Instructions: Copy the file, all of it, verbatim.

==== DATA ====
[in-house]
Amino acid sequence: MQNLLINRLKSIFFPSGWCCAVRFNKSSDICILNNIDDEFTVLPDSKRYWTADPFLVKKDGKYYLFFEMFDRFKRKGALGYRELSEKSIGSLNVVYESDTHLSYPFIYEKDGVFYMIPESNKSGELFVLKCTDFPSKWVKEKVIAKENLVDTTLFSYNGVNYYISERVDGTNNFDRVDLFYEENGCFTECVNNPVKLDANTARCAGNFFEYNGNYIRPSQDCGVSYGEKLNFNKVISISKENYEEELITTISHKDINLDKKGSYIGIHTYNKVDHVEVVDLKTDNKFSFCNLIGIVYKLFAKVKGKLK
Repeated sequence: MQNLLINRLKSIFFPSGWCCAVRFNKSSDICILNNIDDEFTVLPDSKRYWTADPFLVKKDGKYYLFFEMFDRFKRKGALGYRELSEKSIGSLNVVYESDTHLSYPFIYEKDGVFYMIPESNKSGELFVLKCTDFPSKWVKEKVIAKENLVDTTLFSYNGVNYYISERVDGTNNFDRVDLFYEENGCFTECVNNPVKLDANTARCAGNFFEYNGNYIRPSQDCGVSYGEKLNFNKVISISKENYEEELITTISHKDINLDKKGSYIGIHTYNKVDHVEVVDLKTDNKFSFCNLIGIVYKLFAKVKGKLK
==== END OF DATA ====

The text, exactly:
[in-house]
Amino acid sequence: MQNLLINRLKSIFFPSGWCCAVRFNKSSDICILNNIDDEFTVLPDSKRYWTADPFLVKKDGKYYLFFEMFDRFKRKGALGYRELSEKSIGSLNVVYESDTHLSYPFIYEKDGVFYMIPESNKSGELFVLKCTDFPSKWVKEKVIAKENLVDTTLFSYNGVNYYISERVDGTNNFDRVDLFYEENGCFTECVNNPVKLDANTARCAGNFFEYNGNYIRPSQDCGVSYGEKLNFNKVISISKENYEEELITTISHKDINLDKKGSYIGIHTYNKVDHVEVVDLKTDNKFSFCNLIGIVYKLFAKVKGKLK
Repeated sequence: MQNLLINRLKSIFFPSGWCCAVRFNKSSDICILNNIDDEFTVLPDSKRYWTADPFLVKKDGKYYLFFEMFDRFKRKGALGYRELSEKSIGSLNVVYESDTHLSYPFIYEKDGVFYMIPESNKSGELFVLKCTDFPSKWVKEKVIAKENLVDTTLFSYNGVNYYISERVDGTNNFDRVDLFYEENGCFTECVNNPVKLDANTARCAGNFFEYNGNYIRPSQDCGVSYGEKLNFNKVISISKENYEEELITTISHKDINLDKKGSYIGIHTYNKVDHVEVVDLKTDNKFSFCNLIGIVYKLFAKVKGKLK